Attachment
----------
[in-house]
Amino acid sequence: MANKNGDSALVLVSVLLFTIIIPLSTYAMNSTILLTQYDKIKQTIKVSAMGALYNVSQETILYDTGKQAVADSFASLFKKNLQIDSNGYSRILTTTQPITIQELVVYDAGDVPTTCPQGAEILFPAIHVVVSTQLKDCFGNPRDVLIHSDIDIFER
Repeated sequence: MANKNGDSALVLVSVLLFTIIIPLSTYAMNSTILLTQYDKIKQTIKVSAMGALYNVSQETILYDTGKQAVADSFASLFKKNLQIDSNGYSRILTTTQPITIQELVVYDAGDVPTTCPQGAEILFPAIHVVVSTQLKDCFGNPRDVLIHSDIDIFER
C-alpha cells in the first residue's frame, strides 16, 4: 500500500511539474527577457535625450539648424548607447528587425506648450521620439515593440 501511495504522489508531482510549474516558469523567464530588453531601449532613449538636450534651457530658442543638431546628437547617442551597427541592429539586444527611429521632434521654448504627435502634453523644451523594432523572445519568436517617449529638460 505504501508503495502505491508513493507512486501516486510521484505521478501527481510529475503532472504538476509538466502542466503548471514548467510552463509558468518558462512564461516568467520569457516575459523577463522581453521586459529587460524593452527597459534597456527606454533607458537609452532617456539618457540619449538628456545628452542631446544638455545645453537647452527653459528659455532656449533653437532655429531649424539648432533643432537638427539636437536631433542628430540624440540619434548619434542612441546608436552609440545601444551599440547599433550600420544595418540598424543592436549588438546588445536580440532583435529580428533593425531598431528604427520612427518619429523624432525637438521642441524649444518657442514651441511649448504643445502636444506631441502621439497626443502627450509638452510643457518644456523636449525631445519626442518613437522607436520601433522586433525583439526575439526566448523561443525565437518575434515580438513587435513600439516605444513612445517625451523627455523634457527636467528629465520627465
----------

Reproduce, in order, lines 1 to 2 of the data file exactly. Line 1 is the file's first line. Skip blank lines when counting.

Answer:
[in-house]
Amino acid sequence: MANKNGDSALVLVSVLLFTIIIPLSTYAMNSTILLTQYDKIKQTIKVSAMGALYNVSQETILYDTGKQAVADSFASLFKKNLQIDSNGYSRILTTTQPITIQELVVYDAGDVPTTCPQGAEILFPAIHVVVSTQLKDCFGNPRDVLIHSDIDIFER